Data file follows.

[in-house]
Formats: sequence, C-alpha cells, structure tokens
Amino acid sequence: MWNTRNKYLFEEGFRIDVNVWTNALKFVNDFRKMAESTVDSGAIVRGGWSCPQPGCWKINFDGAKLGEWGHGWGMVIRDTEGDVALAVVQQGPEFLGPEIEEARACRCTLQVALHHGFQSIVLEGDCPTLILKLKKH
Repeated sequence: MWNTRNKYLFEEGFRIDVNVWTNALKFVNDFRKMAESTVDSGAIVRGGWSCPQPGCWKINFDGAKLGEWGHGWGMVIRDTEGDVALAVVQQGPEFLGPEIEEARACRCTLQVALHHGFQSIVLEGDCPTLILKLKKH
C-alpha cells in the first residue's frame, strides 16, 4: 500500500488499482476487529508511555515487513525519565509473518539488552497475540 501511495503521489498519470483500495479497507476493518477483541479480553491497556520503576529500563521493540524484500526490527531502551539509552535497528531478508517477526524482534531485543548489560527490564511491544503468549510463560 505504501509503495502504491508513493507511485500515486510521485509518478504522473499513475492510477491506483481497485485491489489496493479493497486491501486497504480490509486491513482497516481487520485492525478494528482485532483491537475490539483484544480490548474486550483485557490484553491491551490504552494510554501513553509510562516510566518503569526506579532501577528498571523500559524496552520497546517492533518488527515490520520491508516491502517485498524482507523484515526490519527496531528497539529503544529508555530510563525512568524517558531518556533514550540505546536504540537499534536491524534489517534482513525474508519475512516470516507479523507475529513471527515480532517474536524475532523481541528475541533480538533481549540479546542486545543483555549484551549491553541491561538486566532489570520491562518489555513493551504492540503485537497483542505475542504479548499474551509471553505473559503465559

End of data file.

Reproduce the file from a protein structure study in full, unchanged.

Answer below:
[in-house]
Formats: sequence, C-alpha cells, structure tokens
Amino acid sequence: MWNTRNKYLFEEGFRIDVNVWTNALKFVNDFRKMAESTVDSGAIVRGGWSCPQPGCWKINFDGAKLGEWGHGWGMVIRDTEGDVALAVVQQGPEFLGPEIEEARACRCTLQVALHHGFQSIVLEGDCPTLILKLKKH
Repeated sequence: MWNTRNKYLFEEGFRIDVNVWTNALKFVNDFRKMAESTVDSGAIVRGGWSCPQPGCWKINFDGAKLGEWGHGWGMVIRDTEGDVALAVVQQGPEFLGPEIEEARACRCTLQVALHHGFQSIVLEGDCPTLILKLKKH
C-alpha cells in the first residue's frame, strides 16, 4: 500500500488499482476487529508511555515487513525519565509473518539488552497475540 501511495503521489498519470483500495479497507476493518477483541479480553491497556520503576529500563521493540524484500526490527531502551539509552535497528531478508517477526524482534531485543548489560527490564511491544503468549510463560 505504501509503495502504491508513493507511485500515486510521485509518478504522473499513475492510477491506483481497485485491489489496493479493497486491501486497504480490509486491513482497516481487520485492525478494528482485532483491537475490539483484544480490548474486550483485557490484553491491551490504552494510554501513553509510562516510566518503569526506579532501577528498571523500559524496552520497546517492533518488527515490520520491508516491502517485498524482507523484515526490519527496531528497539529503544529508555530510563525512568524517558531518556533514550540505546536504540537499534536491524534489517534482513525474508519475512516470516507479523507475529513471527515480532517474536524475532523481541528475541533480538533481549540479546542486545543483555549484551549491553541491561538486566532489570520491562518489555513493551504492540503485537497483542505475542504479548499474551509471553505473559503465559